I, Tonya Has a Triple Axel to Grind

Movie review: I, Tonya Margot Robbie goes for the gold as disgraced figure skater Tonya Harding in Craig Gillespie's dazzling ode to dysfunction that captures the early daze of reality-based entertainment

After the Boys of Summer Have Gone, the Iceman Cometh

Sports: Baseball Looking back at the year of ball that was, Rod Mickleburgh finds the big league diamonds were rough, but the minor games at the likes of Nat Bailey Stadium were small gem experiences in a priceless setting. By Rod Mickleburgh And so baseball winter has begun, made even harsher by the tragic death of Roy Halladay. The hopeful breezes of spring, the lazy hazy crazy days of summer and the beautifully slanted light of fall have all departed from the diamond, leaving us to bundle up and shiver through the bleak wintry months of no baseball. In that sweet, far-off time when I was a kid, the Series was always over by the second week of October, in time for the players to do their fall hunting. Now, with so many wildcard and playoff games piled on, the Series stretches into November, as ridiculous a month as ever was for the summer game. In November, you don’t think baseball, you think winter. There was hardly a “wow” ending. The highly-anticipated seventh game ...

Jay Baruchel on Goons, loons and Canadians’ saloon-speak

Interview: Jay Baruchel The veteran actor and star of How to Train Your Dragon makes his directorial debut with Goon 2: Last of the Enforcers, but the closet poet says his movie is about more than small-town hockey, it's about the very heart and expletive-laden soul of the Canadian identity By Katherine Monk VANCOUVER, BC — Jay Baruchel emerges from the elegantly muted, sand coloured hallway with the urgency and focus of a grey squirrel gathering mid-winter nuts. He’s on a mission and if it means tipping over a garbage can or two, traversing a frozen road from an overhead transmission wire or even fluffing up his tale for a confrontation with the unsuspecting public — he’s ready. The Canadian actor known for playing Hiccup in How to Train Your Dragon, as well as earning a place alongside Tom Cruise as one of the bawdy pranksters in Tropic Thunder, recently directed his first feature, Goon 2: Last of the Enforcers. He says it was the achievement of a life-long ...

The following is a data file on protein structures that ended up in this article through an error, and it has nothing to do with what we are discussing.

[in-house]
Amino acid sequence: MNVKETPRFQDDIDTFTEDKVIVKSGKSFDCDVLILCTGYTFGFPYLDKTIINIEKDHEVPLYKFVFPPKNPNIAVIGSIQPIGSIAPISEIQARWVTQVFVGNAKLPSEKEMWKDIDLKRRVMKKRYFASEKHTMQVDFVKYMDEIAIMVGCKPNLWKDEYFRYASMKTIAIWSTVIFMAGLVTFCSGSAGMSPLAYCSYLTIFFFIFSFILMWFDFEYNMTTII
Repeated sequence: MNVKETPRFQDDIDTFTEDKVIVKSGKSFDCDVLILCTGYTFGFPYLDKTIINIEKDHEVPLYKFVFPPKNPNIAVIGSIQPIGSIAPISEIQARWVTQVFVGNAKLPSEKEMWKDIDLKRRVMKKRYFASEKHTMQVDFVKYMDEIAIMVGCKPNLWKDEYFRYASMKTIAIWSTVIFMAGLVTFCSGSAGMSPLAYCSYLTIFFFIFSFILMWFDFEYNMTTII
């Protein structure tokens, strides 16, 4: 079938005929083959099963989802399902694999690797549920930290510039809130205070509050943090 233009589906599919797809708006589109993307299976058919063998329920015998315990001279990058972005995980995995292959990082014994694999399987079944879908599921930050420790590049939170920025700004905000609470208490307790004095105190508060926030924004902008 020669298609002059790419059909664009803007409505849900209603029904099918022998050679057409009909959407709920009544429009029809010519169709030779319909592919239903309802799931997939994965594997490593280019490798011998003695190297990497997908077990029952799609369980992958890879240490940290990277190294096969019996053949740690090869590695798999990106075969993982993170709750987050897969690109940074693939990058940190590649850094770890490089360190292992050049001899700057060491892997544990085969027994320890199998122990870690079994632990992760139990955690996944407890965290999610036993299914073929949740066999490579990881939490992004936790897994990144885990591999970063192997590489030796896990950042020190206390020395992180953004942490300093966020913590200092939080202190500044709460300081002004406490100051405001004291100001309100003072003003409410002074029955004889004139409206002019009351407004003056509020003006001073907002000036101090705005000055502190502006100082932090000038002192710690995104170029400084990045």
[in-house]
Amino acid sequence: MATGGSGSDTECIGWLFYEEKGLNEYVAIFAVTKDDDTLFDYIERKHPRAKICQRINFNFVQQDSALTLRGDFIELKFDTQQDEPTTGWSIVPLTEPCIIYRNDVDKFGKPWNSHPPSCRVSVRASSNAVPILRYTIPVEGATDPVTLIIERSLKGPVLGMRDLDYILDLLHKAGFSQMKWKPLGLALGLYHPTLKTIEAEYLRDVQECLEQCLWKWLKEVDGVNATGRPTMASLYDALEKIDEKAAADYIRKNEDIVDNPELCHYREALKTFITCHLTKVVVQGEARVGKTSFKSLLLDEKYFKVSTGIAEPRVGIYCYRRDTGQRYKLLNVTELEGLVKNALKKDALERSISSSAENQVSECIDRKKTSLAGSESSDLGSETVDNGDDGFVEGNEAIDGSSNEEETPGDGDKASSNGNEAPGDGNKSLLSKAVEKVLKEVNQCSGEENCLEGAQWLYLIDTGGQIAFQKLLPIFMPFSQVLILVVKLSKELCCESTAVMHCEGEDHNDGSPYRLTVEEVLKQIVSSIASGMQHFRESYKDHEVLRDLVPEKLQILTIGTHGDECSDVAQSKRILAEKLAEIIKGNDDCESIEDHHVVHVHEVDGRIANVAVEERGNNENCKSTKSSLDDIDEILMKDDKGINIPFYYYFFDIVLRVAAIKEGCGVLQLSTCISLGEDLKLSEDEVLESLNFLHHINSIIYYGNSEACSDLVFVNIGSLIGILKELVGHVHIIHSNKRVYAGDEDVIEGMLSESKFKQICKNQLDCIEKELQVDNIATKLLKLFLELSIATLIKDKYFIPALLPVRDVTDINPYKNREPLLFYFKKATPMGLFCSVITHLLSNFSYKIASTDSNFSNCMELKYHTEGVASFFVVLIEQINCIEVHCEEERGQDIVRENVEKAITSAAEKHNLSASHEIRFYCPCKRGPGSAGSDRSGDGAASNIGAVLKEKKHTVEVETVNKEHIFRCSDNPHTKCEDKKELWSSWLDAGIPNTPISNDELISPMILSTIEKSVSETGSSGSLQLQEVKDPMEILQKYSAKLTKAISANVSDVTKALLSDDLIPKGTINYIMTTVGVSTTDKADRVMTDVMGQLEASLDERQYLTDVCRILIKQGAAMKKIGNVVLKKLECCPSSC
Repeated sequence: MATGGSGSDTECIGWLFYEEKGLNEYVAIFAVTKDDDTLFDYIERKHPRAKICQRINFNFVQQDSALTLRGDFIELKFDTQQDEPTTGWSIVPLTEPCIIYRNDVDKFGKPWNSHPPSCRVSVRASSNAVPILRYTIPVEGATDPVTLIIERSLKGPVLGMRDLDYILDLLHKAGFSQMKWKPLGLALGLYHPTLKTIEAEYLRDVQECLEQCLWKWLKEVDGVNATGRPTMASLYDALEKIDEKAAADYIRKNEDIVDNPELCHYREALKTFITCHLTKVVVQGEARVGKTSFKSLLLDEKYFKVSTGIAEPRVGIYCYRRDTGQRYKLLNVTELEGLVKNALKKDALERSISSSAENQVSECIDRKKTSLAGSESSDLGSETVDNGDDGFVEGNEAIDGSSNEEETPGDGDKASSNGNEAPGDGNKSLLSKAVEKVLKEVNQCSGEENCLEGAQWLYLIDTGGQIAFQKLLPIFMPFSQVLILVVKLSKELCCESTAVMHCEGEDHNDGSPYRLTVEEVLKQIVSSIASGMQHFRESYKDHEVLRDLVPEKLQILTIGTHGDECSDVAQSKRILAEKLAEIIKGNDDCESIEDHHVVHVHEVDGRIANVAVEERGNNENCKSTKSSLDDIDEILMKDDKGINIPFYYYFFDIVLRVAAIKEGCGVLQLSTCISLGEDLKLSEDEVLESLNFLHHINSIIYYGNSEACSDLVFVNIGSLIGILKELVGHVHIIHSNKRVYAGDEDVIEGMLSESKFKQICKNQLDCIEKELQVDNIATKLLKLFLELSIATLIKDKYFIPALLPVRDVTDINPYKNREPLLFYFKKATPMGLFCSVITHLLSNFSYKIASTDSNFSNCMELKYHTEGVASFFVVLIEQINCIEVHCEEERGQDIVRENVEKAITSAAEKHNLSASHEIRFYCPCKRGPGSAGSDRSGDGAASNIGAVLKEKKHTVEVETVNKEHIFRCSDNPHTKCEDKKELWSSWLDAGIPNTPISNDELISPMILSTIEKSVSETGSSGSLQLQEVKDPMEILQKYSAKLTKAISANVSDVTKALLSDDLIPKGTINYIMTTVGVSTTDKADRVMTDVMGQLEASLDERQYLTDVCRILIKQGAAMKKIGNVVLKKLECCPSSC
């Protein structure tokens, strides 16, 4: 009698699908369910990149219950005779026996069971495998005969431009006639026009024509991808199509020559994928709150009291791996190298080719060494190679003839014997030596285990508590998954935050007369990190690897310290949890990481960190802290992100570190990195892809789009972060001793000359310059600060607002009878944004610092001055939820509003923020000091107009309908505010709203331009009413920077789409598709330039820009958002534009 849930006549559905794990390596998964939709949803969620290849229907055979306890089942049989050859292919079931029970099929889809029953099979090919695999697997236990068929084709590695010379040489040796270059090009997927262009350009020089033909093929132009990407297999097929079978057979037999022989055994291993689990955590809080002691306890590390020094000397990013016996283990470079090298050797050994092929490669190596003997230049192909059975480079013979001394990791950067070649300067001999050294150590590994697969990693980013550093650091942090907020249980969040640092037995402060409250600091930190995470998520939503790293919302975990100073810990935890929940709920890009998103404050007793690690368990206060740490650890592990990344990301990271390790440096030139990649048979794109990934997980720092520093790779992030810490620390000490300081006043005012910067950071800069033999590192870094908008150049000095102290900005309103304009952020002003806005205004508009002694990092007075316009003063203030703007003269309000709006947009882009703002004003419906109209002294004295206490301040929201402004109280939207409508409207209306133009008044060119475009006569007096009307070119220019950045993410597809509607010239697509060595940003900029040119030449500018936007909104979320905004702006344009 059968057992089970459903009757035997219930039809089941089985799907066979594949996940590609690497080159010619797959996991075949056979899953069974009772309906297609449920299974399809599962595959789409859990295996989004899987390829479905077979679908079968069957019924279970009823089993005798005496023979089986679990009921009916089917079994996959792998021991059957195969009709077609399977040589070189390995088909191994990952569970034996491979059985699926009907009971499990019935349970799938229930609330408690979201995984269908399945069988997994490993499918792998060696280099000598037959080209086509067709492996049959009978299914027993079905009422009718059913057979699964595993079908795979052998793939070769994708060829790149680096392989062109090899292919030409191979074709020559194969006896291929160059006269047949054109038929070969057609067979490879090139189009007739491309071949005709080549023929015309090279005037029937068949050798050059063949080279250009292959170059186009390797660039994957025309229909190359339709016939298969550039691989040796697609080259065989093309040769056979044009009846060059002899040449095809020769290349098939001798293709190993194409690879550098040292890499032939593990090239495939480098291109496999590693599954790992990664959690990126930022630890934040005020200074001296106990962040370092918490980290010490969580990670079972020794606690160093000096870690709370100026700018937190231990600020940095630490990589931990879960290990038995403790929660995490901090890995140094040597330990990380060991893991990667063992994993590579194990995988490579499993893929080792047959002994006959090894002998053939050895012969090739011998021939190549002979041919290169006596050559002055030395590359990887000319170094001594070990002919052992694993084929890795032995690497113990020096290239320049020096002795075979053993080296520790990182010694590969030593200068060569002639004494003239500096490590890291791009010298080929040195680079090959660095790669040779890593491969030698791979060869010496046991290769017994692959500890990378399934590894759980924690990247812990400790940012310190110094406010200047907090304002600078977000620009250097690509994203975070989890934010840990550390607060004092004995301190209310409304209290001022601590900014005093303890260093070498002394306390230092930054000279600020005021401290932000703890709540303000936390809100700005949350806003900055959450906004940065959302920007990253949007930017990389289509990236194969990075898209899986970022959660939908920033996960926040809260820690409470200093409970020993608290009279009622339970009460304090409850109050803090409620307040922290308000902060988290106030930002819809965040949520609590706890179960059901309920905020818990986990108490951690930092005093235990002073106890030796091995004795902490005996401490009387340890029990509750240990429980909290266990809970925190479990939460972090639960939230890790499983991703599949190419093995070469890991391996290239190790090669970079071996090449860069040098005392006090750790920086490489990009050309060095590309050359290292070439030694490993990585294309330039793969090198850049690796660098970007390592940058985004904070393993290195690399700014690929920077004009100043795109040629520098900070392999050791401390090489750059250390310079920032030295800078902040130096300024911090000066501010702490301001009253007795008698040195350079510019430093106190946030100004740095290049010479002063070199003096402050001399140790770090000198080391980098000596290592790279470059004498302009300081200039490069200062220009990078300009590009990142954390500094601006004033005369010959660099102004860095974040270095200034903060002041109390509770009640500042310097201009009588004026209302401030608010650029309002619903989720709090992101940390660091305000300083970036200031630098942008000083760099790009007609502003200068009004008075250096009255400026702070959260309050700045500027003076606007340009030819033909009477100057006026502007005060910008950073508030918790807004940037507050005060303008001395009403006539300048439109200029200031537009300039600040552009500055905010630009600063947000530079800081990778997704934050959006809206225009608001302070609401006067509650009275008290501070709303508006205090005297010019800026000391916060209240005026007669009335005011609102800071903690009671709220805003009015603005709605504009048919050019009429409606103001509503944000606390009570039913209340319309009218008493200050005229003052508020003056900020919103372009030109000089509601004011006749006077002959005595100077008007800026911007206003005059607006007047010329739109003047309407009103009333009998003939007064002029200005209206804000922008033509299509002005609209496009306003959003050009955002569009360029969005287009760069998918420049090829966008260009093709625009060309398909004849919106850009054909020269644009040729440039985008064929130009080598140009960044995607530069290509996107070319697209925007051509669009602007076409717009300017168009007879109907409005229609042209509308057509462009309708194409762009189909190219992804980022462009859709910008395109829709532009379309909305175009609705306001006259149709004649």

Muhammad Ali: The Greatest, in All Ways, Always